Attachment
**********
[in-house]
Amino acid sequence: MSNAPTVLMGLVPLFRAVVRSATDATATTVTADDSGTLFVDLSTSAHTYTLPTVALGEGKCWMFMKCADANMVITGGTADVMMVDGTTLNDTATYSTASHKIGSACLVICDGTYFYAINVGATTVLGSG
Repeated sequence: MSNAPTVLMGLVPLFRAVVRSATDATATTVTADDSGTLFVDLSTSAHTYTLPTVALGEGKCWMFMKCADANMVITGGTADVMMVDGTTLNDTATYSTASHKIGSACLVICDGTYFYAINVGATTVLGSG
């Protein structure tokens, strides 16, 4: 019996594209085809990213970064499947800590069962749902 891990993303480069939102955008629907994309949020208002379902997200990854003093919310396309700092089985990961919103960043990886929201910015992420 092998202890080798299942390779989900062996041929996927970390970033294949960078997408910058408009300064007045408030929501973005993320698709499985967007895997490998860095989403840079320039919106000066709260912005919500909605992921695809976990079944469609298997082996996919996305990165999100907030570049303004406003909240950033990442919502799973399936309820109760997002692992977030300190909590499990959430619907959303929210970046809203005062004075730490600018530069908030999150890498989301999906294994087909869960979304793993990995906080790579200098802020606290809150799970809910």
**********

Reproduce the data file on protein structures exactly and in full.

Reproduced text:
[in-house]
Amino acid sequence: MSNAPTVLMGLVPLFRAVVRSATDATATTVTADDSGTLFVDLSTSAHTYTLPTVALGEGKCWMFMKCADANMVITGGTADVMMVDGTTLNDTATYSTASHKIGSACLVICDGTYFYAINVGATTVLGSG
Repeated sequence: MSNAPTVLMGLVPLFRAVVRSATDATATTVTADDSGTLFVDLSTSAHTYTLPTVALGEGKCWMFMKCADANMVITGGTADVMMVDGTTLNDTATYSTASHKIGSACLVICDGTYFYAINVGATTVLGSG
């Protein structure tokens, strides 16, 4: 019996594209085809990213970064499947800590069962749902 891990993303480069939102955008629907994309949020208002379902997200990854003093919310396309700092089985990961919103960043990886929201910015992420 092998202890080798299942390779989900062996041929996927970390970033294949960078997408910058408009300064007045408030929501973005993320698709499985967007895997490998860095989403840079320039919106000066709260912005919500909605992921695809976990079944469609298997082996996919996305990165999100907030570049303004406003909240950033990442919502799973399936309820109760997002692992977030300190909590499990959430619907959303929210970046809203005062004075730490600018530069908030999150890498989301999906294994087909869960979304793993990995906080790579200098802020606290809150799970809910």